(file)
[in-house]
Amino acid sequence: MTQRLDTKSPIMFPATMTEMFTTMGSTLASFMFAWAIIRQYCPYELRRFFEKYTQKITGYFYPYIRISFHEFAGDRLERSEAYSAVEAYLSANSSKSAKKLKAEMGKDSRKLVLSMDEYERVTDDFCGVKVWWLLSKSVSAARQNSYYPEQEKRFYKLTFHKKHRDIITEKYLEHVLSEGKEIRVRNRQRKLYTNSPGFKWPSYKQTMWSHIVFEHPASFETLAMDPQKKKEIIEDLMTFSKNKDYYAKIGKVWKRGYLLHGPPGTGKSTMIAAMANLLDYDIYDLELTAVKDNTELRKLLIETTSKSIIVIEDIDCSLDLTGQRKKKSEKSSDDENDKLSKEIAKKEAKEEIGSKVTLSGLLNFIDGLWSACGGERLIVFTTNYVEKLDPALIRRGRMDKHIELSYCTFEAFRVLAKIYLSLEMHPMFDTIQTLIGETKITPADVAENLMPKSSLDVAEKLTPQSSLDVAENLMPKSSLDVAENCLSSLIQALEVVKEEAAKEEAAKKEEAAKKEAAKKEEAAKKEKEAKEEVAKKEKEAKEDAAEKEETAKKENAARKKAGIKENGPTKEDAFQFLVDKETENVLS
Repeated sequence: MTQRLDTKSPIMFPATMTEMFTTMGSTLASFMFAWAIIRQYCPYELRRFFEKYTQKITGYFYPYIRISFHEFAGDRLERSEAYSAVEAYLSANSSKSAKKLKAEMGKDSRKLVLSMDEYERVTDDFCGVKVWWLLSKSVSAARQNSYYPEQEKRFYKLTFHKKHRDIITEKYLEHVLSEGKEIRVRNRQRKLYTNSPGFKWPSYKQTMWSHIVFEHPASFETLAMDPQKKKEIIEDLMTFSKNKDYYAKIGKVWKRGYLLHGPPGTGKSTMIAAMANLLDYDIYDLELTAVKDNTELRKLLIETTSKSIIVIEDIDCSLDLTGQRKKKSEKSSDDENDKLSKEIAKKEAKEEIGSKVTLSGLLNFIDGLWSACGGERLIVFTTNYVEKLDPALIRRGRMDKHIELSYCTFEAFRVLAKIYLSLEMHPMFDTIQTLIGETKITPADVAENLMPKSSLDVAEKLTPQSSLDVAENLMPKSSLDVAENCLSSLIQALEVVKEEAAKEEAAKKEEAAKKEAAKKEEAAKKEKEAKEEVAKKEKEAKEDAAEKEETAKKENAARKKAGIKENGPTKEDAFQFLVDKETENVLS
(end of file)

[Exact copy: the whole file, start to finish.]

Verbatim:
[in-house]
Amino acid sequence: MTQRLDTKSPIMFPATMTEMFTTMGSTLASFMFAWAIIRQYCPYELRRFFEKYTQKITGYFYPYIRISFHEFAGDRLERSEAYSAVEAYLSANSSKSAKKLKAEMGKDSRKLVLSMDEYERVTDDFCGVKVWWLLSKSVSAARQNSYYPEQEKRFYKLTFHKKHRDIITEKYLEHVLSEGKEIRVRNRQRKLYTNSPGFKWPSYKQTMWSHIVFEHPASFETLAMDPQKKKEIIEDLMTFSKNKDYYAKIGKVWKRGYLLHGPPGTGKSTMIAAMANLLDYDIYDLELTAVKDNTELRKLLIETTSKSIIVIEDIDCSLDLTGQRKKKSEKSSDDENDKLSKEIAKKEAKEEIGSKVTLSGLLNFIDGLWSACGGERLIVFTTNYVEKLDPALIRRGRMDKHIELSYCTFEAFRVLAKIYLSLEMHPMFDTIQTLIGETKITPADVAENLMPKSSLDVAEKLTPQSSLDVAENLMPKSSLDVAENCLSSLIQALEVVKEEAAKEEAAKKEEAAKKEAAKKEEAAKKEKEAKEEVAKKEKEAKEDAAEKEETAKKENAARKKAGIKENGPTKEDAFQFLVDKETENVLS
Repeated sequence: MTQRLDTKSPIMFPATMTEMFTTMGSTLASFMFAWAIIRQYCPYELRRFFEKYTQKITGYFYPYIRISFHEFAGDRLERSEAYSAVEAYLSANSSKSAKKLKAEMGKDSRKLVLSMDEYERVTDDFCGVKVWWLLSKSVSAARQNSYYPEQEKRFYKLTFHKKHRDIITEKYLEHVLSEGKEIRVRNRQRKLYTNSPGFKWPSYKQTMWSHIVFEHPASFETLAMDPQKKKEIIEDLMTFSKNKDYYAKIGKVWKRGYLLHGPPGTGKSTMIAAMANLLDYDIYDLELTAVKDNTELRKLLIETTSKSIIVIEDIDCSLDLTGQRKKKSEKSSDDENDKLSKEIAKKEAKEEIGSKVTLSGLLNFIDGLWSACGGERLIVFTTNYVEKLDPALIRRGRMDKHIELSYCTFEAFRVLAKIYLSLEMHPMFDTIQTLIGETKITPADVAENLMPKSSLDVAEKLTPQSSLDVAENLMPKSSLDVAENCLSSLIQALEVVKEEAAKEEAAKKEEAAKKEAAKKEEAAKKEKEAKEEVAKKEKEAKEDAAEKEETAKKENAARKKAGIKENGPTKEDAFQFLVDKETENVLS